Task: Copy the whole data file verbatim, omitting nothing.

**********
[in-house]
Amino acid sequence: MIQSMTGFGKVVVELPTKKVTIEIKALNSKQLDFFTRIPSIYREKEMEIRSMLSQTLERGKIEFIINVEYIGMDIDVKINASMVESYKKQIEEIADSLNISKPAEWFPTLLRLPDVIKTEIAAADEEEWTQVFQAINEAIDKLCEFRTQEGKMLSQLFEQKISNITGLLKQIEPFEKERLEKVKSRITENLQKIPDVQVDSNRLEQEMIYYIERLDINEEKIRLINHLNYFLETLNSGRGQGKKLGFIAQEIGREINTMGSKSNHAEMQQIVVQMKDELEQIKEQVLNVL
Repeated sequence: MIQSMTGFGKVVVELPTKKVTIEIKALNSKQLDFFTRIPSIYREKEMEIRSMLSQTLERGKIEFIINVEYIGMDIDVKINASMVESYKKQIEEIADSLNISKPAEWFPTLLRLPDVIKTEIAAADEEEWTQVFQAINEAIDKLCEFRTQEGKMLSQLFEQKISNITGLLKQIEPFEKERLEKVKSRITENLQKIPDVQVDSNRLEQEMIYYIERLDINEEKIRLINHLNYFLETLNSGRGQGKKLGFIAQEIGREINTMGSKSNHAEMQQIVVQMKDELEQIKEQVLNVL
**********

[in-house]
Amino acid sequence: MIQSMTGFGKVVVELPTKKVTIEIKALNSKQLDFFTRIPSIYREKEMEIRSMLSQTLERGKIEFIINVEYIGMDIDVKINASMVESYKKQIEEIADSLNISKPAEWFPTLLRLPDVIKTEIAAADEEEWTQVFQAINEAIDKLCEFRTQEGKMLSQLFEQKISNITGLLKQIEPFEKERLEKVKSRITENLQKIPDVQVDSNRLEQEMIYYIERLDINEEKIRLINHLNYFLETLNSGRGQGKKLGFIAQEIGREINTMGSKSNHAEMQQIVVQMKDELEQIKEQVLNVL
Repeated sequence: MIQSMTGFGKVVVELPTKKVTIEIKALNSKQLDFFTRIPSIYREKEMEIRSMLSQTLERGKIEFIINVEYIGMDIDVKINASMVESYKKQIEEIADSLNISKPAEWFPTLLRLPDVIKTEIAAADEEEWTQVFQAINEAIDKLCEFRTQEGKMLSQLFEQKISNITGLLKQIEPFEKERLEKVKSRITENLQKIPDVQVDSNRLEQEMIYYIERLDINEEKIRLINHLNYFLETLNSGRGQGKKLGFIAQEIGREINTMGSKSNHAEMQQIVVQMKDELEQIKEQVLNVL